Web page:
More about Brotherhood than Plane Fights


It’s been a while since we’ve last seen a movie made by George Lucas, at least one that didn’t involve Star Wars on Spike.  However, this weekend Lucas has come out of the woodwork to show off his newest project called Red Tails.  This self-funded movie, designed to be a tribute to the Tuskegee Airmen, showed promises of action and excitement.  The question one may now be asking is:  Did the movie deliver or has the trailers once again deceived us?  To find the answer to this question, read on.


This World War II epic starts out with adrenaline rushing action as we get a look at the problems the American forces face.  German troops, in their combat planes, fly in and tear up the bomber squadrons, as the heavy planes attempt to defend themselves in a style similar to the Millennium Falcon turret scene from Star Wars.  The solution is the elite fighter pilot squadron of the Tuskegee airmen, a group of African Americans who consist of Easy (Nate Parker), Lightning (David Oyelowo), Joker (Elijah Kelley), and Junior (Tristan Wilds).  The four men have been doing low-key missions for the government and, like most of the pilots, have grown tired of seeing little action.  It isn’t long though before their wishes are granted, thanks to the persuasion skills and reputation of Colonel Ballard (Terrence Howard) who is doing his part in the D.C.


Now from the trailer, I was expecting this movie to be mostly about highflying plane battles and aerial stunts.  Well my friends the trailers once again had me fooled, as the movie was more about the brotherhood of the fighters with a little plane action sprinkled throughout the movie.  Many of the actors in this movie were able to really bring this period of history to life for me, each of them portraying their parts well.  Oyelowo and Parker were perhaps the best of the actors and, in my opinion, were able to capture the best friend nature of the two down to the letter.  Howard’s portrayal of a military officer was just as good as in Iron Man, his calm and collected demeanor shining through to command respect from his soldiers.  Even supporting characters like Smoky (Ne-Yo) played their parts well to relief some of the built up stress and tension from the movie.  The other actor I would say was below par was (Cuba Gooding Jr.) who mainly just stood around and smoked his pipe, which was not his typical role.


The acting wasn’t the only positive thing about this movie though.  One major positive were the air fight scenes that Lucas and his team created.   The dogfights were nicely edited to deliver highflying action, which was interspersed with a lot of cockpit talk.  This style, which again reminded me of Star Wars, was interesting and gave the scenes some extra character that helped the audience keep track of their favorite pilots.  The graphics for these scenes were also decent, but slightly over polished, as the planes continued to sparkle and shine despite the outcomes of the battle.  For once I felt that the camera was actually able to keep up with the action, and only saw a few glitchy camera angles that were distracting.  The soundtrack accompanying the scenes was also very appropriate and the symphony was able to add another level of detail to the scenes to further pull in the audience.  Overall the scenes were done well, but my I wanted to see more of the Tuskegee’s contributions in the war.  The other strength I want to complement Lucas and company on is how they gave the pilots character.  Many of the pilots had some quality that the audience could grab on to, especially the ones focusing on loyalty, love and brotherhood that further made these characters believable.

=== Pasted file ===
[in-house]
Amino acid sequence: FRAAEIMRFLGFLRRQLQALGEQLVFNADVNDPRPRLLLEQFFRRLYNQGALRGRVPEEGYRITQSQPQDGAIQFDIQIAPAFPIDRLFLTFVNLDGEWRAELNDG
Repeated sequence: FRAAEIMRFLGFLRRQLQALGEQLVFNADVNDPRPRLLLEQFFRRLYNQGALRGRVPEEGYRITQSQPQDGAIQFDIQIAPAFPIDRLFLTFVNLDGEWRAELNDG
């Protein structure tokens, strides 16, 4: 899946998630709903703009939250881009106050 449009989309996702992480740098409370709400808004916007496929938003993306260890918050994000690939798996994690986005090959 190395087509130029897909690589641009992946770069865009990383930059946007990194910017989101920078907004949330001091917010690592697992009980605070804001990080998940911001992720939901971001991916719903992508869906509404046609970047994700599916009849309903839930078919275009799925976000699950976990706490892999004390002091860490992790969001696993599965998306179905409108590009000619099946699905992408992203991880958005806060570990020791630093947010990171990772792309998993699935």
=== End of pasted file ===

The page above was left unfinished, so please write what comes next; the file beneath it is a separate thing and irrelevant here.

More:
Despite the large number of strengths, there are still some weaknesses to the movie that need to be ironed out.  For one thing, the dialog needs some work.  Many of the serious scenes in the movie were beautifully shot, but the dialog did not feel like it fit with the scene.  The only exception would be the comedy, which I felt was diverse, fun, and executed in perfect timing to keep the audience laughing.  A second major flaw is the predictability of the movie.  The dialog foreshadowed a lot of scenes and I was able to predict pretty most of the movie before anything really happened.  A minor weakness I found was the lack of subtitles in the movie when they were needed.  I found myself lost in a few scenes because I had no way of understanding their words.  Luckily a buddy of mine was fluent in the language and was able to translate for me.  Perhaps my final weakness is again the lack of emphasis on how important these pilots were.  Instead of showing a montage of their work, they instead reduced most of their missions to casual bar talk and story telling.


Red Tails is definitely a movie that brings the story of the Tuskegee airmen to life.  Nicely done fight scenes, great acting and character development, and a wide variety of comedy keep the movie interesting and fun.  However, those expecting to see a movie with nothing but plane fights might be disappointed in this film as the focus is again more on the soldiers non-combat lives.  I would definitely see this movie again if I have the time, but I will say that this film was not what I was expecting.  Regardless, I believe this movie is worthy of a trip to the movies, and I think many will enjoy it.  My ratings for the movie are as follow:

Action Movie:  6.0-6.5

Movie Overall:  8.0


So until next time my friends keep enjoying the movies and have a great day.



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